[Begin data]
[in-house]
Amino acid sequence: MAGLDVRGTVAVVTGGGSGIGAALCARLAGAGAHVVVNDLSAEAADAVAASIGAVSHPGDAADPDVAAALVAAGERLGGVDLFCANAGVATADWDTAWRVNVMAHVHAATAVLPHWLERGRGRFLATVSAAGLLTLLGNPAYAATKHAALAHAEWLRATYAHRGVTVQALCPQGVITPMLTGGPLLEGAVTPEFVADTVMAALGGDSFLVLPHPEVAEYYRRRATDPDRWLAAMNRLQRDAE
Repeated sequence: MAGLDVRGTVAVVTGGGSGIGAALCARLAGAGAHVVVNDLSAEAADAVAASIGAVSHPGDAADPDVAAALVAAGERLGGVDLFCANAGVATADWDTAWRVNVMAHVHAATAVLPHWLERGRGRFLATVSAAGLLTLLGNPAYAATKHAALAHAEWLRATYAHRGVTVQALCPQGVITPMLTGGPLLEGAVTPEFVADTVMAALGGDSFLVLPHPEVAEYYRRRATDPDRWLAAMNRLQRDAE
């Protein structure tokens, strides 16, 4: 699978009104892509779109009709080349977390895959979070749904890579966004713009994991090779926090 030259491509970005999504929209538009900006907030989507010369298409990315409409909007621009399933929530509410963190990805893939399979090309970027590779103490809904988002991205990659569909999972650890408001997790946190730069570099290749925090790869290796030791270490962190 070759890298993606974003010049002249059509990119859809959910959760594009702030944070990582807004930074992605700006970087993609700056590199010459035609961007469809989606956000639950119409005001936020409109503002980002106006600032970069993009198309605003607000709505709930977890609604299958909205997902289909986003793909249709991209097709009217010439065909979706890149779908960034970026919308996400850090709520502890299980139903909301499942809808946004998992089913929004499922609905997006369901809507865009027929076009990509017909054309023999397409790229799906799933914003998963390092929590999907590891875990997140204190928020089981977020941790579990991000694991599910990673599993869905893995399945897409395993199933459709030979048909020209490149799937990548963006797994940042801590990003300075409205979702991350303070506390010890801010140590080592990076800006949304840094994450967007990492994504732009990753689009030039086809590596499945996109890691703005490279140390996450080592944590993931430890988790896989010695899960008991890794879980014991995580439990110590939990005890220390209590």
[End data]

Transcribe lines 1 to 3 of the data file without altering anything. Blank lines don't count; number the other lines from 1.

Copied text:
[in-house]
Amino acid sequence: MAGLDVRGTVAVVTGGGSGIGAALCARLAGAGAHVVVNDLSAEAADAVAASIGAVSHPGDAADPDVAAALVAAGERLGGVDLFCANAGVATADWDTAWRVNVMAHVHAATAVLPHWLERGRGRFLATVSAAGLLTLLGNPAYAATKHAALAHAEWLRATYAHRGVTVQALCPQGVITPMLTGGPLLEGAVTPEFVADTVMAALGGDSFLVLPHPEVAEYYRRRATDPDRWLAAMNRLQRDAE
Repeated sequence: MAGLDVRGTVAVVTGGGSGIGAALCARLAGAGAHVVVNDLSAEAADAVAASIGAVSHPGDAADPDVAAALVAAGERLGGVDLFCANAGVATADWDTAWRVNVMAHVHAATAVLPHWLERGRGRFLATVSAAGLLTLLGNPAYAATKHAALAHAEWLRATYAHRGVTVQALCPQGVITPMLTGGPLLEGAVTPEFVADTVMAALGGDSFLVLPHPEVAEYYRRRATDPDRWLAAMNRLQRDAE